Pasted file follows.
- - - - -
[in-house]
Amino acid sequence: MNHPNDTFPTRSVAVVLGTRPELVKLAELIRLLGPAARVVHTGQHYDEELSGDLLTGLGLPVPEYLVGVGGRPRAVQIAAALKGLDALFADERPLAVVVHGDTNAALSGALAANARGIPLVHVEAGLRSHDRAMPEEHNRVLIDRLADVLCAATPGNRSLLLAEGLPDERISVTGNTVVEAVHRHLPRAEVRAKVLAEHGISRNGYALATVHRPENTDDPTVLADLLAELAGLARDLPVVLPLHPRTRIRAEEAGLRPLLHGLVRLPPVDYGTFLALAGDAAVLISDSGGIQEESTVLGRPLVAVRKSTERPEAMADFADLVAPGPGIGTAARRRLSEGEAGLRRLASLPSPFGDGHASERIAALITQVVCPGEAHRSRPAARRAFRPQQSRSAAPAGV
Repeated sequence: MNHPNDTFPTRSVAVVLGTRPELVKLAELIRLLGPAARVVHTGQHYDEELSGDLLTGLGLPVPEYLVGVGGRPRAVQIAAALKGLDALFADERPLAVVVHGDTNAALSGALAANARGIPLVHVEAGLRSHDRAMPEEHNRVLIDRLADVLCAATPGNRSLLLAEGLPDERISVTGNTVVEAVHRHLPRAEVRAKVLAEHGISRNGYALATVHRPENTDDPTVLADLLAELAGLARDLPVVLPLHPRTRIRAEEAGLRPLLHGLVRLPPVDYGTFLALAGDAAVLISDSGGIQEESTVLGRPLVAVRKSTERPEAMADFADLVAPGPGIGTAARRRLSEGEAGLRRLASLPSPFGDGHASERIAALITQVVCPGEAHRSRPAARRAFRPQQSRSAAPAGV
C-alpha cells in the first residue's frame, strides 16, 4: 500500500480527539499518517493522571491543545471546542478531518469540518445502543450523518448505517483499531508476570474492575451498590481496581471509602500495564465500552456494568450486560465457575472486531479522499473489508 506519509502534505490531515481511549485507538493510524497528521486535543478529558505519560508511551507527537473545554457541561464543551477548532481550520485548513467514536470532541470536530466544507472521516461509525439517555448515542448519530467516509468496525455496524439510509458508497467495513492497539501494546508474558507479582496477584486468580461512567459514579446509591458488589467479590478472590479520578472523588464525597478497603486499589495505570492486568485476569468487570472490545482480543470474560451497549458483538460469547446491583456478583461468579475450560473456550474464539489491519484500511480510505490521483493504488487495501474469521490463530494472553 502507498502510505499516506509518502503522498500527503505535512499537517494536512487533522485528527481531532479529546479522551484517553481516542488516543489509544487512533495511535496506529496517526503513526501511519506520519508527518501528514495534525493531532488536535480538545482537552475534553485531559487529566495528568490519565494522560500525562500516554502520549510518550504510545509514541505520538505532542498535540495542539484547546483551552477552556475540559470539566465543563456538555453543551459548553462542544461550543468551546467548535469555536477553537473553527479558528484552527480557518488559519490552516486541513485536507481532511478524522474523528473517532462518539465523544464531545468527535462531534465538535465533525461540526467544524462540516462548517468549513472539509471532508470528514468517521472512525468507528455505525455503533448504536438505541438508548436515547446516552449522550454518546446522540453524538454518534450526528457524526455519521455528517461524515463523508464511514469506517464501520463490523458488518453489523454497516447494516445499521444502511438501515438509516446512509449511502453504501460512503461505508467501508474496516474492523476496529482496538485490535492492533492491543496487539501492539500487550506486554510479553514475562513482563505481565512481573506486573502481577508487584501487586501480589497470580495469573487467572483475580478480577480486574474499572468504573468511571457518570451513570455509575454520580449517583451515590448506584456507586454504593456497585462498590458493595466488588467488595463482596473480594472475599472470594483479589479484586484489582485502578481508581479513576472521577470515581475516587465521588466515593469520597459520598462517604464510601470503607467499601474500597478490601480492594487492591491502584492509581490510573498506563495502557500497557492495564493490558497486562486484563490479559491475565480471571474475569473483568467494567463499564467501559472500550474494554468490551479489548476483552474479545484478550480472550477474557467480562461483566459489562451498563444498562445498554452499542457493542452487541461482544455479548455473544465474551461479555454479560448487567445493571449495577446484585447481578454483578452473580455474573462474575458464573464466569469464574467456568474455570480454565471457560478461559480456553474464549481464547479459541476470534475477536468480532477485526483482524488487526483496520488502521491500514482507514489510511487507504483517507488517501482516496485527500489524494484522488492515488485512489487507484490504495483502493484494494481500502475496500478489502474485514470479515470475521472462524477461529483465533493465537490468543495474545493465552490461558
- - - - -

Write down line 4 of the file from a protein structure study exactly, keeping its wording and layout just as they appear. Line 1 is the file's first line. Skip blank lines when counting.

C-alpha cells in the first residue's frame, strides 16, 4: 500500500480527539499518517493522571491543545471546542478531518469540518445502543450523518448505517483499531508476570474492575451498590481496581471509602500495564465500552456494568450486560465457575472486531479522499473489508 506519509502534505490531515481511549485507538493510524497528521486535543478529558505519560508511551507527537473545554457541561464543551477548532481550520485548513467514536470532541470536530466544507472521516461509525439517555448515542448519530467516509468496525455496524439510509458508497467495513492497539501494546508474558507479582496477584486468580461512567459514579446509591458488589467479590478472590479520578472523588464525597478497603486499589495505570492486568485476569468487570472490545482480543470474560451497549458483538460469547446491583456478583461468579475450560473456550474464539489491519484500511480510505490521483493504488487495501474469521490463530494472553 502507498502510505499516506509518502503522498500527503505535512499537517494536512487533522485528527481531532479529546479522551484517553481516542488516543489509544487512533495511535496506529496517526503513526501511519506520519508527518501528514495534525493531532488536535480538545482537552475534553485531559487529566495528568490519565494522560500525562500516554502520549510518550504510545509514541505520538505532542498535540495542539484547546483551552477552556475540559470539566465543563456538555453543551459548553462542544461550543468551546467548535469555536477553537473553527479558528484552527480557518488559519490552516486541513485536507481532511478524522474523528473517532462518539465523544464531545468527535462531534465538535465533525461540526467544524462540516462548517468549513472539509471532508470528514468517521472512525468507528455505525455503533448504536438505541438508548436515547446516552449522550454518546446522540453524538454518534450526528457524526455519521455528517461524515463523508464511514469506517464501520463490523458488518453489523454497516447494516445499521444502511438501515438509516446512509449511502453504501460512503461505508467501508474496516474492523476496529482496538485490535492492533492491543496487539501492539500487550506486554510479553514475562513482563505481565512481573506486573502481577508487584501487586501480589497470580495469573487467572483475580478480577480486574474499572468504573468511571457518570451513570455509575454520580449517583451515590448506584456507586454504593456497585462498590458493595466488588467488595463482596473480594472475599472470594483479589479484586484489582485502578481508581479513576472521577470515581475516587465521588466515593469520597459520598462517604464510601470503607467499601474500597478490601480492594487492591491502584492509581490510573498506563495502557500497557492495564493490558497486562486484563490479559491475565480471571474475569473483568467494567463499564467501559472500550474494554468490551479489548476483552474479545484478550480472550477474557467480562461483566459489562451498563444498562445498554452499542457493542452487541461482544455479548455473544465474551461479555454479560448487567445493571449495577446484585447481578454483578452473580455474573462474575458464573464466569469464574467456568474455570480454565471457560478461559480456553474464549481464547479459541476470534475477536468480532477485526483482524488487526483496520488502521491500514482507514489510511487507504483517507488517501482516496485527500489524494484522488492515488485512489487507484490504495483502493484494494481500502475496500478489502474485514470479515470475521472462524477461529483465533493465537490468543495474545493465552490461558